Advocates Claim Pentagon Censors Christian Artwork

Blessed are the PeacemakersIt’s been learned that the Pentagon ordered the removal of a 9-11 hero painting from a military base in response to a complaint from anti-Christian activist. In recent days several organizations have expressed concerned about possible censorship within the government agency.

Entitled Blessed are the Peacemakers, the artwork was on display in the Wagon Wheel dinning hall of the Mountain Home Air Force Base in southwestern Idaho. The censored painting references Matthew 5:9. (“Blessed are the peacemakers, for they will be called children of God”) and features a modern day policeman standing in front of a medieval knight.

Grant DiCianni, president Tapestry Productions, said the anti-Christian activist Mikey Weinstein posted on his website that it only took 56 minutes to get the Pentagon to agree with his position and thus removing the painting from the base.

“If this was a local issue where a local commander made a decision based on what was best for his base – we’re concerned about that and would the opportunity to engage with him and show him where he is wrong,” DiCianni said. “However, we are being told that this was a Pentagon level down mandate to censor a Christian message specifically and only because it was the message of Christ. That is concerning.”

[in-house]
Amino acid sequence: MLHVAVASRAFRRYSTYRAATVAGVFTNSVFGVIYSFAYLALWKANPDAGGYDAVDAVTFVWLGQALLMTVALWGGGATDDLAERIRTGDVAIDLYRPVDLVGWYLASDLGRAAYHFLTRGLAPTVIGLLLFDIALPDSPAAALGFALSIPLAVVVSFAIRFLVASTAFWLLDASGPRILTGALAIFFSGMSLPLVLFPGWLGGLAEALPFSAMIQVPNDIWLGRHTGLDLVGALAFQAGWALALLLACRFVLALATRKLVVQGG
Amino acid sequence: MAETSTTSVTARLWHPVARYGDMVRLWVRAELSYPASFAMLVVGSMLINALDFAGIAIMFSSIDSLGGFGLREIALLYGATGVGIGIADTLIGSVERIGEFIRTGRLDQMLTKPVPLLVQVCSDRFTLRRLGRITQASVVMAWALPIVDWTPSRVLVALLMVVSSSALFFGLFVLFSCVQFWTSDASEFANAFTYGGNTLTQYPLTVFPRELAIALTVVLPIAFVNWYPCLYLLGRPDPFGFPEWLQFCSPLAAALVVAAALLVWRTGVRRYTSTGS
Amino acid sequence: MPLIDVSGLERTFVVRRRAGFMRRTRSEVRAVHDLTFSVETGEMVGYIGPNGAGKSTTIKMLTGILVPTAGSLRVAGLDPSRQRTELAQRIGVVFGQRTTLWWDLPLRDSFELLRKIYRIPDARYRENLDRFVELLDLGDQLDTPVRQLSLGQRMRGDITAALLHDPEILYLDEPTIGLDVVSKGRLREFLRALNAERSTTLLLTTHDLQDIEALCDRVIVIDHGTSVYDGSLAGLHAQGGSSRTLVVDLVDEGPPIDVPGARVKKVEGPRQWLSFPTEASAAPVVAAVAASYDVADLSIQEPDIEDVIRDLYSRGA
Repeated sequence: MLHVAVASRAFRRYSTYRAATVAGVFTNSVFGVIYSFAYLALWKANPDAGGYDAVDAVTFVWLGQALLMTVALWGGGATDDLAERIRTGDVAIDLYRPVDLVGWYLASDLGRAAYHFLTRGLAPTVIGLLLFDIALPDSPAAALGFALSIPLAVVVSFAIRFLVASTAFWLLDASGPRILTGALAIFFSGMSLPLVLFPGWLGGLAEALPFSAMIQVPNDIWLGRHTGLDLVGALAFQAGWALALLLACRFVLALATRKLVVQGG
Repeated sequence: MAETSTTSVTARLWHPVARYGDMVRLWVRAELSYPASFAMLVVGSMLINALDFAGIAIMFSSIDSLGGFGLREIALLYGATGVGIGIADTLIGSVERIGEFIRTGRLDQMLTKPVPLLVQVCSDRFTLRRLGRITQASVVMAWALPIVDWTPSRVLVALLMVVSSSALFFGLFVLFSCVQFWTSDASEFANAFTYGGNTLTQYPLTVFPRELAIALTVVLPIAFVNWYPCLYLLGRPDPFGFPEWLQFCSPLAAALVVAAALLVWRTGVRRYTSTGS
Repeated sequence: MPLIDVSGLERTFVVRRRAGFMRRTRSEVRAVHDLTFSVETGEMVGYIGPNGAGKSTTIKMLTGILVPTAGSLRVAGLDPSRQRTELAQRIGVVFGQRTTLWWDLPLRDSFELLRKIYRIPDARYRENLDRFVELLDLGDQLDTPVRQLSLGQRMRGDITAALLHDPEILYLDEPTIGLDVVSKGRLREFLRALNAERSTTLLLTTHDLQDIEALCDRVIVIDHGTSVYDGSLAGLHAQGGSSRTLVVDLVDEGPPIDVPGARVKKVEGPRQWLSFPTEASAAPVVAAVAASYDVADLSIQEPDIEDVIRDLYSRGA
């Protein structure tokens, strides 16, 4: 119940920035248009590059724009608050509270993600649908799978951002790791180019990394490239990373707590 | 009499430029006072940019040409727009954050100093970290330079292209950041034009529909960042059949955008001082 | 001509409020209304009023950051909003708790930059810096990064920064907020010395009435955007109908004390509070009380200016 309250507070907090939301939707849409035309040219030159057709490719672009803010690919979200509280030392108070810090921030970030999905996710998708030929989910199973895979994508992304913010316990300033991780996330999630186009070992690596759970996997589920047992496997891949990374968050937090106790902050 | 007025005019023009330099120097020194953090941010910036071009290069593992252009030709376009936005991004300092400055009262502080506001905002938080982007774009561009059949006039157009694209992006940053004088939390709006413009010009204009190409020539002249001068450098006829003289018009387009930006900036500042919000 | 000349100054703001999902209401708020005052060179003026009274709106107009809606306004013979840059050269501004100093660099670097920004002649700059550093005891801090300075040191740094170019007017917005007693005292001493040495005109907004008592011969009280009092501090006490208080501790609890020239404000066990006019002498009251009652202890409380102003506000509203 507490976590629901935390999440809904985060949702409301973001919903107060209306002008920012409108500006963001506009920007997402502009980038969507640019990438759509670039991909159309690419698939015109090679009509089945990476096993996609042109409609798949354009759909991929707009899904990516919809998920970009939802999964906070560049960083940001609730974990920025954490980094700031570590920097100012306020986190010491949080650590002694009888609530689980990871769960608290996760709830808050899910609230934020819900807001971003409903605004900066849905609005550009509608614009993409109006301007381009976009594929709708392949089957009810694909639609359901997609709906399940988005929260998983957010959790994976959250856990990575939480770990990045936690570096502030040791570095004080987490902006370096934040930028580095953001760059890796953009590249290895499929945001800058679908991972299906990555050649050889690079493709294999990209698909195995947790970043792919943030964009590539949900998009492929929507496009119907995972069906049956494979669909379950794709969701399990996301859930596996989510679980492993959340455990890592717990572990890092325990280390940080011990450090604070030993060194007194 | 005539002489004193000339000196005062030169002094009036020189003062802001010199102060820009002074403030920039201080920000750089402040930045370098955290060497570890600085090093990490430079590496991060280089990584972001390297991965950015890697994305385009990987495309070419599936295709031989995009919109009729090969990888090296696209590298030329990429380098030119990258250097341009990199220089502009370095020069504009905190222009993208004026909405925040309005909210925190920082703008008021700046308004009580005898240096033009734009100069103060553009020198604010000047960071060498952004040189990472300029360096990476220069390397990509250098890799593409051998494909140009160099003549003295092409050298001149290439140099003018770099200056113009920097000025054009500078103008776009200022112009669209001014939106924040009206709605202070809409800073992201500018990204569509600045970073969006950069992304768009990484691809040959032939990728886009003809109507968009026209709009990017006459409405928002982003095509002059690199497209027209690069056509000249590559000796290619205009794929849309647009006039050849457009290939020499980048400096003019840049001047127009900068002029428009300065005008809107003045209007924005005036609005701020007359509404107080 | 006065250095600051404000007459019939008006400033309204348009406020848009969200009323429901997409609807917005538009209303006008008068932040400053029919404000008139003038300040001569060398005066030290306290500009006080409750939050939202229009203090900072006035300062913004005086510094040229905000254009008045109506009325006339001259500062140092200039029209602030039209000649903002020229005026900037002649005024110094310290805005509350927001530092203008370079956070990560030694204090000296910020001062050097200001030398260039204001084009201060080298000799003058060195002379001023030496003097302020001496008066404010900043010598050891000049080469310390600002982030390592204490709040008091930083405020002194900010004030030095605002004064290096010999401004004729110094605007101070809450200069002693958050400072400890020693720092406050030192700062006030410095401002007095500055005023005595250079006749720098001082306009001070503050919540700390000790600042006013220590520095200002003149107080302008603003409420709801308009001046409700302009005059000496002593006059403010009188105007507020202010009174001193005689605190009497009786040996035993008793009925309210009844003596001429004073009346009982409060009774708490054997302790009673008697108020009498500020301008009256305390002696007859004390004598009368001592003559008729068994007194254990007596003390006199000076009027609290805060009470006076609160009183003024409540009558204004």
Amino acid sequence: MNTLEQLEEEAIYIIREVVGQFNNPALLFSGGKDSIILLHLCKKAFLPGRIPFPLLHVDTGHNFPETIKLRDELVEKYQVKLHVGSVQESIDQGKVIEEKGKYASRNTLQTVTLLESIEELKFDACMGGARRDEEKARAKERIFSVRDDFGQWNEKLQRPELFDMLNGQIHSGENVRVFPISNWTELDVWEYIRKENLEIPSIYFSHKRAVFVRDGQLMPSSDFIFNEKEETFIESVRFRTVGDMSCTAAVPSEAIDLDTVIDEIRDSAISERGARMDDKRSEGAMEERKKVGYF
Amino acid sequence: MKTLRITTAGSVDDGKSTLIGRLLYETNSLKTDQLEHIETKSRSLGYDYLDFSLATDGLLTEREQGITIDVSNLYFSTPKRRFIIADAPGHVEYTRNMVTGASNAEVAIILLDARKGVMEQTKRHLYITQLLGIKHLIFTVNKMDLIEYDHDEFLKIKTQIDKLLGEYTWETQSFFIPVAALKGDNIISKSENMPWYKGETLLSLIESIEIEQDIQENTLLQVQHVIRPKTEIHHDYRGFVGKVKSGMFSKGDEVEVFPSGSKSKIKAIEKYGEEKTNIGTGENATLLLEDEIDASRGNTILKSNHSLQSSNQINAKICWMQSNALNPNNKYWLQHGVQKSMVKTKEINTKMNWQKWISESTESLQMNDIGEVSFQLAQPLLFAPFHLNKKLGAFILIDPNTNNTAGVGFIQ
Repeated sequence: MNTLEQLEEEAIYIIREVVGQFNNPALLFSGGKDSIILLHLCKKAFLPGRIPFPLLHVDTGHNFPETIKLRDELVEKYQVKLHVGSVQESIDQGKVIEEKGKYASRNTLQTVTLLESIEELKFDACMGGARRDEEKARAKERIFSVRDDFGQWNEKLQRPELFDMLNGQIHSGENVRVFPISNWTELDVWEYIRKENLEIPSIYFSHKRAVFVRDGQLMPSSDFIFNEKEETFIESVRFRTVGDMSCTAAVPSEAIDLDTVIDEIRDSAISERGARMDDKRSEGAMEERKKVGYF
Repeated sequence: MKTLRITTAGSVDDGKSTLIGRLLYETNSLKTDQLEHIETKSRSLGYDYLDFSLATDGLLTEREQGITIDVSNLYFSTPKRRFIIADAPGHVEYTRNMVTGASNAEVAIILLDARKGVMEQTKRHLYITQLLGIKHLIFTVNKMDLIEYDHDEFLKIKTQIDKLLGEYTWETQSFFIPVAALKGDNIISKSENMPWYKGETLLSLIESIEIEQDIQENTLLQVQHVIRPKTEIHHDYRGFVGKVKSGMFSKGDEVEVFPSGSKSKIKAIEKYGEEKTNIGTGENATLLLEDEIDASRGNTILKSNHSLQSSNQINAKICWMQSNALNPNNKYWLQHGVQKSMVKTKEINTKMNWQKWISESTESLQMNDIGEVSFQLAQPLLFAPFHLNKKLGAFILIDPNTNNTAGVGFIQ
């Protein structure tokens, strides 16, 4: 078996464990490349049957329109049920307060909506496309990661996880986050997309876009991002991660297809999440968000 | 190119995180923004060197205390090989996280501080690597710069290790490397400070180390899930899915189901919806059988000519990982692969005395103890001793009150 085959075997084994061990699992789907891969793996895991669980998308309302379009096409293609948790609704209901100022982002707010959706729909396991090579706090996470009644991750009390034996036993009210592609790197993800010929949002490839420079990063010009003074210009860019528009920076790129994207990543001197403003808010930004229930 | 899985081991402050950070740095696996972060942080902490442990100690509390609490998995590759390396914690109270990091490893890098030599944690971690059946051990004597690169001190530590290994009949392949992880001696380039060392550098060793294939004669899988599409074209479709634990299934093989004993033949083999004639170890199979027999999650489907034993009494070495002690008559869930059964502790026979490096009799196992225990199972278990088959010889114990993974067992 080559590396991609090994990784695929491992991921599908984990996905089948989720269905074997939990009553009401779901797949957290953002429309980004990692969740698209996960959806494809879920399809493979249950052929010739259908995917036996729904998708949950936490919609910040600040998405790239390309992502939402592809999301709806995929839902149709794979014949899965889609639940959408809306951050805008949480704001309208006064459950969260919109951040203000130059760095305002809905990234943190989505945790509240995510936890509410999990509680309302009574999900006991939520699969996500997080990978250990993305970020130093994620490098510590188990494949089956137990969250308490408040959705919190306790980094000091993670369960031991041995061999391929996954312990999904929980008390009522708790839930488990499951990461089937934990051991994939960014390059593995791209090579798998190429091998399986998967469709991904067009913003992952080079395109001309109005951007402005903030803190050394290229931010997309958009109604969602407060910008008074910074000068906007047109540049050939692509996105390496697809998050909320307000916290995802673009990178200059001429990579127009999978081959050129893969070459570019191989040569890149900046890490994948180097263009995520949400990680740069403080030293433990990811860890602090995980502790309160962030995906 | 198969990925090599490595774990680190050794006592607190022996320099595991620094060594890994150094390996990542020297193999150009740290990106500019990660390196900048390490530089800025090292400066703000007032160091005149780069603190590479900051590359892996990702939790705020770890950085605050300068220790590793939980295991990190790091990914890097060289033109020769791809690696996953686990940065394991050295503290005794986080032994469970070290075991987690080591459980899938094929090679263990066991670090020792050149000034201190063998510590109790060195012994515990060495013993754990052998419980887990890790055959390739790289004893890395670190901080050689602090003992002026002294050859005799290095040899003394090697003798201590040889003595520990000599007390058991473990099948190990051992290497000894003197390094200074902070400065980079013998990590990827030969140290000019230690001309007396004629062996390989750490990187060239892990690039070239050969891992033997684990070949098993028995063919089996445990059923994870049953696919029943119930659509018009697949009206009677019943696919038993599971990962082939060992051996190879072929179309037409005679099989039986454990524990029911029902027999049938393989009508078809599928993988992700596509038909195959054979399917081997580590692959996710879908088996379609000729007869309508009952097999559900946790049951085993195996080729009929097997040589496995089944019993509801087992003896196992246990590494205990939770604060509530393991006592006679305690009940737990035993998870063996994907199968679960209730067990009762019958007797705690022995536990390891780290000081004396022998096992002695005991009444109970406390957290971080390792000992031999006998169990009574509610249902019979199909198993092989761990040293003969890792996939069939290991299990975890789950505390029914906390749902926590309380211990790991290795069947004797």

Given the events of the past few months, DiCianni said it appears, under the leadership of U.S. Defense Secretary Chuck Hagel, the Pentagon has undertaken a censorship campaign to rid the military of any vestige of Christianity.

“I think at some point, without accusing anyone, we’ve got to look at the mounting evidence that says ‘is there a campaign against Christianity in this country?’ It sure seems like it from some of these choices being made by this administration.”

Weinstein, who is the Pentagon’s “religious tolerance” consultant and president of the Military Religious Freedom Foundation called the painting “repugnant” and an “overt display of Christian nationalism.”

Created after September 11, Blessed are the Peacemakers is one in a five-part collection of paintings entitled the Hero Series to honor first responders that served on that tragic day.

General Jerry Boykin, Family Research Council's executive vice president, also expressed concern saying he was deeply disturbed that the Pentagon continues to comply with the demands of anti-Christian activists while neglecting to respond to the concerns expressed by service members, and Members of Congress who want to protect the right to share one's faith.

"Active duty service members tell me that the Pentagon's religious censorship is having an undeniable chilling effect. Congress should continue to demand answers and action until a DOD wide policy is enacted that will allow service members to freely practice their faith," concluded Boykin.